By Richard Hughes
Release Date: May 14, 2019
Can Churches of Christ Be Saved?
At the turn of the millennium, Reclaiming a Heritage, a small book with a powerful message, examined the future and changing identity of Churches of Christ, exploring the rich biblical resources that once anchored this tradition and could anchor it still. However, many in Churches of Christ have become increasingly comfortable wearing cultural blinders, resulting in a distortion of the movement’s original vision. This new edition of Reclaiming a Heritage invites Christians to consider a radical answer from the past—that true of disciples of Jesus must vigorously stand against cultural compromises in favor of God’s Word.
Richard Hughes is Scholar in Residence in the College of Bible and Ministry at Lipscomb University and is the author, coauthor, or editor of more than a dozen books, including Reviving the Ancient Faith: The Story of Churches of Christ in America.
“To be called ‘disciples’ has always been a significant dimension of the Stone-Campbell Movement, but Richard Hughes situates this important theme in the context of the kingdom theology of Stone, Lipscomb, and Harding. This book reclaims the historic DNA of Churches of Christ, advocates for it, and calls us into it. Hughes reimagines our tradition so that the kingdom might flourish among us.”
—John Mark Hicks, Professor of Theology, Lipscomb University, and coauthor of Kingdom Come
“In these essays, Richard Hughes issues a heartfelt call to reclaim a vision of the kingdom of God, a vision that admits the human limitations of ignorance, history, and sin, and rejects any attempt to manage or tame the Almighty. If Churches of Christ are to survive, they need to hear this radical plea for a countercultural ethical vision.”
—Gary Holloway, Executive Director of World Convention and author of Unfinished Reconciliation
“In this volume, Hughes powerfully demonstrates how an understanding of our history can help us be ‘more biblical, more faithful to the cross, and more devoted to the cause of God.’ Not content merely to tell what happened, Hughes pushes readers to see the implications of our history for both individuals and churches. Focusing on competing ways we have interpreted Scripture, he proposes a radical remedy to our cultural accommodation, lack of voice for social justice, and abandonment of the original vision for restoration. His love for Churches of Christ is clear as he calls us to reclaim the strengths of our heritage in order to be all God would have us be.”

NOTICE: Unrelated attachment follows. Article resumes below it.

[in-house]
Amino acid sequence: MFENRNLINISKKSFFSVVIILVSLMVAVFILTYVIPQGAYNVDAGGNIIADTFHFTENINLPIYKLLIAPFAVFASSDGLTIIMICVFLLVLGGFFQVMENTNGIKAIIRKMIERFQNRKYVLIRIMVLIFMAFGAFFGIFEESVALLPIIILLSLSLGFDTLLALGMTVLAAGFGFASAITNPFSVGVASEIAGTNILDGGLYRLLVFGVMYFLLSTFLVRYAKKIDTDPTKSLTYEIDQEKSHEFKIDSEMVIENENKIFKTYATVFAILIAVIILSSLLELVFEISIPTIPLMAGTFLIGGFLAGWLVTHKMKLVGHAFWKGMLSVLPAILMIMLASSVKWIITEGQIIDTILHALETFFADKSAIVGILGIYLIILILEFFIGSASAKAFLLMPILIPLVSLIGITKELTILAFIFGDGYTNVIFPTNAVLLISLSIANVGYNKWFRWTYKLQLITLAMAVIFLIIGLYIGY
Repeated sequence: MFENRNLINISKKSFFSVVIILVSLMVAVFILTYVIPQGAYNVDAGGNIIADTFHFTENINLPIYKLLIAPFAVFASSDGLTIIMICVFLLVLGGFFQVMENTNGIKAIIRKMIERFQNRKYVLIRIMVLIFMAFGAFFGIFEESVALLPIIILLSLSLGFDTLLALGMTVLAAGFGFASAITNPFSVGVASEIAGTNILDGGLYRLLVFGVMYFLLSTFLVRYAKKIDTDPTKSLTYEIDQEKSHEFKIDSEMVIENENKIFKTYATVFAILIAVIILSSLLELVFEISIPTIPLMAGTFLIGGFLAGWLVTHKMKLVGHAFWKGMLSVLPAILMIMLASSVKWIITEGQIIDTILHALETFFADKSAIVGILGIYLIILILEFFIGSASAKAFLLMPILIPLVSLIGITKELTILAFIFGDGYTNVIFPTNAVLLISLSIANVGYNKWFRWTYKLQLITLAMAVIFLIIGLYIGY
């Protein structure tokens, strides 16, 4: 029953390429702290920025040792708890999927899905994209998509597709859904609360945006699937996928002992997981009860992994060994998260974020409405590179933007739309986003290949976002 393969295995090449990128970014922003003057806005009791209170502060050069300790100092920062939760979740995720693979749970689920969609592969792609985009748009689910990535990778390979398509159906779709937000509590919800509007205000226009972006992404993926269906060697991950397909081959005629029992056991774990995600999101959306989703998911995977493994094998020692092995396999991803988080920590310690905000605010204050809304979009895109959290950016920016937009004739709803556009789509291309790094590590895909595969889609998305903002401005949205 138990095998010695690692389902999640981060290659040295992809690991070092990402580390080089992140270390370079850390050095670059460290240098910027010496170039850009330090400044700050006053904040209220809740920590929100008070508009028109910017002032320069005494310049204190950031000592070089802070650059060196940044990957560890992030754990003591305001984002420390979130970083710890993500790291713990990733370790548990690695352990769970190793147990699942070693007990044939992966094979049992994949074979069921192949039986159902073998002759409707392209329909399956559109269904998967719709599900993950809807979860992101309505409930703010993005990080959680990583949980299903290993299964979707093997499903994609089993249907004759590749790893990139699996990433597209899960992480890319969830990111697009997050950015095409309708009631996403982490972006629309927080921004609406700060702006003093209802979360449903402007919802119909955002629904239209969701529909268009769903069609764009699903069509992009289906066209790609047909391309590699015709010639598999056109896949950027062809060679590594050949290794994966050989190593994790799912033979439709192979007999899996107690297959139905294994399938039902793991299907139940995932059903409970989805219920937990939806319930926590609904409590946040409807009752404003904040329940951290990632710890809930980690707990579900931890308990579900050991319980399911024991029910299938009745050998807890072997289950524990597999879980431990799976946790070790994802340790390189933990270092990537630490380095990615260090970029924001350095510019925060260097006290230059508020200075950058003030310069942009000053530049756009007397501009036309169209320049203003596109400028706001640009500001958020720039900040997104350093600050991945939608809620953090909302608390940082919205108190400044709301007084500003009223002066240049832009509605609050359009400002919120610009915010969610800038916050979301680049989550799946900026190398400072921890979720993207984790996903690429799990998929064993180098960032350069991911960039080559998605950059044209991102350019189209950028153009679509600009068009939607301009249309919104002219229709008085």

—Douglas A. Foster, University Scholar in Residence, Abilene Christian University
“For many years now, Richard Hughes—an insightful historian as well as a devoted church leader—has helped to shape my understanding of this heritage into which I was born. This book, a logical follow-up to Reviving the Ancient Faith, is no exception. Hughes cuts to the chase, asking the critical questions: What were the strengths of the restoration vision? Is the vision still valid? Is Scripture to be read as a blueprint or as a narrative? How can we resist the siren voices of our culture, choosing instead radical, cross-shaped lives? This insightful book needs to be read.”
—Mike Cope, Director of Ministry Outreach, Pepperdine University
Dimensions (inches) 5.5 x 8.25